For a long time, I’ve considered the drafting of the Constitution of the United States to be one of history’s greatest miracles. Just reading the Notes of Debates in the Federal Convention of 1787 reveals the true purview of the debate that characterized the Constitutional Convention. The diverse and often conflicting interests of the Convention’s delegates fueled seemingly irreparable disagreements. And miraculously, in the face of vociferous debate, one of the most influential and majestic documents the world had ever seen emerged.
As a lover of history, this made me appreciate the virtues of debate and civil exchange. Expectedly, then, one of the things I most looked forward to in college was interacting with people of different upbringings and viewpoints.
In my short time here at the University of Rochester, I’ve met many well-known thinkers. I have virtually unfettered access to some of the greatest minds in the world and I’ve gotten to meet notable people in my favorite fields. After one-and-a-half semesters here, I feel the need to discuss just a few of these occasions.
One of the people I was most excited to meet in our political science department was Professor David Primo, who I learned was a senior scholar at the Mercatus Center at George Mason University, particularly renowned for his research on government budget rules and campaign finance. (Most notably, Chief Justice Roberts, while delivering the majority opinion for the Supreme Court in Arizona Free Enterprise Club’s Freedom Club PAC v. Bennett, cited Professor Primo’s research on the matching funds provision of Arizona’s Clean Elections law.)
I enrolled in Professor Primo’s “Business and Politics” course for my first semester of college. On top of being one of our most popular faculty members, Professor Primo is director of the Politics and Markets Project, for which he assembles and moderates discussions between three distinguished panelists on various issues. During Meliora Weekend, Professor Primo hosted a discussion titled, “Can We Talk? Universities and the Future of Free Speech.” This was the first Politics and Markets Project event I attended, and luckily, I was able to speak with all of the panelists.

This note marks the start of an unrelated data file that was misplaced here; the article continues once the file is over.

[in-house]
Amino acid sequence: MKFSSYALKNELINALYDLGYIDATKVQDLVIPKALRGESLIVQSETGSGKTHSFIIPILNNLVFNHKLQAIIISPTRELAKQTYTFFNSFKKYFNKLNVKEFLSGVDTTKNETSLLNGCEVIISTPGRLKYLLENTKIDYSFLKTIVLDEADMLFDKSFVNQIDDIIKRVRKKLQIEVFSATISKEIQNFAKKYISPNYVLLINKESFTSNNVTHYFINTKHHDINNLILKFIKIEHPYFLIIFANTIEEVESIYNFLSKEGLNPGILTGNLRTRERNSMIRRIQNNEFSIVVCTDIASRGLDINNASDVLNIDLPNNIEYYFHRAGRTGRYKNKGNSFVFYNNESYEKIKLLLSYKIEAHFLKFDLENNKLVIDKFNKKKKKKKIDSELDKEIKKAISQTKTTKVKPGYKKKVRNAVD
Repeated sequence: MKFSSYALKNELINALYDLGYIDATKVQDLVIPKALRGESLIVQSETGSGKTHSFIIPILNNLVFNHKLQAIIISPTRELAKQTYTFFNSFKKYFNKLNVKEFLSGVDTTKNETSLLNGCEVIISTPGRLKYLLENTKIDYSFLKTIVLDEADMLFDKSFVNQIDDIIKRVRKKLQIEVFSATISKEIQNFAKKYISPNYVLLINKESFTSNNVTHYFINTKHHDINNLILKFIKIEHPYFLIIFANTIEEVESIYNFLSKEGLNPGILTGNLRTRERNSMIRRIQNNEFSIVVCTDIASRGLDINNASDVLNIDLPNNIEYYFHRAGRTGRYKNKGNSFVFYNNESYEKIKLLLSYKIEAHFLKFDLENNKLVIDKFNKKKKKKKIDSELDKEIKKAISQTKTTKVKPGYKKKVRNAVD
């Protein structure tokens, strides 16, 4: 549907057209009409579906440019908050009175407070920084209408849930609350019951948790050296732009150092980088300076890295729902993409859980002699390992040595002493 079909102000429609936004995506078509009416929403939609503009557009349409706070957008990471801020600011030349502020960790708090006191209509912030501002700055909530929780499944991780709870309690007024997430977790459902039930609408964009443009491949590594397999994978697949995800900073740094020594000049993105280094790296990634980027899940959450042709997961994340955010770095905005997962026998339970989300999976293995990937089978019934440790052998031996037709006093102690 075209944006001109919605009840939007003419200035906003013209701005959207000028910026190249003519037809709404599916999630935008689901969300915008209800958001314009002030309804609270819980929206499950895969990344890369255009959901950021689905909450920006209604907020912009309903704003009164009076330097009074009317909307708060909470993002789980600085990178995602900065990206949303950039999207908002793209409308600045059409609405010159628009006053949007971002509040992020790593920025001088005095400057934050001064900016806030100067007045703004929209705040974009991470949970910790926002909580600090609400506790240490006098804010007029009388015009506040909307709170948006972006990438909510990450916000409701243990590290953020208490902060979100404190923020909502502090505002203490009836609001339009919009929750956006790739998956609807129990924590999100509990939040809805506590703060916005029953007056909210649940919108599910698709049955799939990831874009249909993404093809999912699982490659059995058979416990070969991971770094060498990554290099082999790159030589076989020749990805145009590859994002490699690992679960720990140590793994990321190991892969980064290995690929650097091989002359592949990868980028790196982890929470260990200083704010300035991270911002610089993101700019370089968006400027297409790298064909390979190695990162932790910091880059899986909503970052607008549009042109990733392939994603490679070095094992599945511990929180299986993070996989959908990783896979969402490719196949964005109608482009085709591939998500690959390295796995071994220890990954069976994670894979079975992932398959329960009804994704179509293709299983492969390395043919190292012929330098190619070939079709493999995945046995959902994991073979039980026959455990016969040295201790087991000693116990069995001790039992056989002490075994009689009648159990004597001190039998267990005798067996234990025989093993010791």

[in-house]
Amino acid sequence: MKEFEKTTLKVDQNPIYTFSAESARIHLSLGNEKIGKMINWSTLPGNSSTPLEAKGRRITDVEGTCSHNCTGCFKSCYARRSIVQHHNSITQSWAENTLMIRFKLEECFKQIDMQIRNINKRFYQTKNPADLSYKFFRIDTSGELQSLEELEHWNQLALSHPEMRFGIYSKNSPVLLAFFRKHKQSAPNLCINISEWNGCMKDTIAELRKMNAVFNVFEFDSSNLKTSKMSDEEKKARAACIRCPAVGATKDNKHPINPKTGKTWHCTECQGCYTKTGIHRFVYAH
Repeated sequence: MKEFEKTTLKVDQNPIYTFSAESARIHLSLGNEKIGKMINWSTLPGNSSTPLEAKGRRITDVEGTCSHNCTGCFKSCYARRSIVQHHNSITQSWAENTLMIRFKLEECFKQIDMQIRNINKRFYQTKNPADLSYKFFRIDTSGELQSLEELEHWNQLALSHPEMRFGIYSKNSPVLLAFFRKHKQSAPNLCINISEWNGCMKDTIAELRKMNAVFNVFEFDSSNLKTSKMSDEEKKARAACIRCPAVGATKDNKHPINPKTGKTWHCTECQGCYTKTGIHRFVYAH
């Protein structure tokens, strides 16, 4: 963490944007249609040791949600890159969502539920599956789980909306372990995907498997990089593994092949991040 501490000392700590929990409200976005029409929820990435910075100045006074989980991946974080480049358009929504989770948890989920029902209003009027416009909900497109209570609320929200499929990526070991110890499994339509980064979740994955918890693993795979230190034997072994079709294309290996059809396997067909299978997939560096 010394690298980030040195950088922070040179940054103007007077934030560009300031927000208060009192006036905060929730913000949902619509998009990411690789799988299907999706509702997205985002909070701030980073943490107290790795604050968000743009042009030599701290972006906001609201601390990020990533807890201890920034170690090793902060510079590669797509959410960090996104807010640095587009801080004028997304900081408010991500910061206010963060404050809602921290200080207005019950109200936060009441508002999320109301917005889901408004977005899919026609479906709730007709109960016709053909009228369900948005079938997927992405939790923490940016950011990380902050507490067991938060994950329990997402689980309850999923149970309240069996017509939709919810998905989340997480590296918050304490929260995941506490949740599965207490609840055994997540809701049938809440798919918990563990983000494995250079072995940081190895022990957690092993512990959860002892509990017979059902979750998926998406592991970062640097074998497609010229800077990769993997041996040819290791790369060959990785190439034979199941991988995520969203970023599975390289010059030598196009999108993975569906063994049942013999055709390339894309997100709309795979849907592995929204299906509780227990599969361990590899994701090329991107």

The second event that I attended, “Bankrupt Spending: Does Government Spending Threaten Your Future?,” contained an even greater treat. One of the panelists for this discussion was Dean Baker, a well-known economist and co-founder of the Center for Economic and Policy Research, one of the think-tanks that I most vehemently disagree with. Having been in his class and a frequent visitor during his office hours, Professor Primo reached out to me before the event, inviting me to a dinner with the panelists before the panel discussion. Unsurprisingly, I was excited.
Adding the cherry on top, I sat next to none other than Dean Baker. This was one of the most insightful experiences I have ever had. For about an hour, I was able to talk to Mr. Baker about various issues, and I cherished the chance to hear his thoughts in person. Needless to say, I enjoyed this panel discussion a great deal. Adding the second cherry on top of this event, however, was an email I received the next day from Professor Primo. Mr. Baker, it turns out, emailed my professor, and said that I, specifically, had “done my homework” and impressed him.
I am anticipating more exchanges yet to come. The University of Rochester Humanities Center has countless exciting projects operating under its umbrella. The most notable, in my view, is their Distinguished Visiting Humanist program, which brings eminent scholars and public intellectuals to Rochester for three or four days to engage in a variety of activities.
The Distinguished Visiting Humanist for the 2015-2016 academic year will be Professor Noam Chomsky, one of the most salient public intellectuals alive. Not only will Professor Chomsky give a public talk when he comes here in April, he will also hold a seminar with a small group of undergraduates. I will be taking part in that seminar, as Professor Chomsky will speak alongside Professor Aaron Hughes from the Department of Religion and Classics.
These are just a few of the opportunities made possible by the University of Rochester. On many occasions, a student or faculty member who was aware of my passions actively reached out to me about these opportunities. In my short time here, I have grown, whether by talking to a preeminent thinker or staying up until five in the morning (sorry, Mom!) talking to a friend who I know will become a US Congressperson.
I know I have matured intellectually, and I know that I have more to go. I am grateful for the many exchanges made possible by this institution, and I am proud to say that the University of Rochester remains dedicated to enabling the intellectual growth of its students.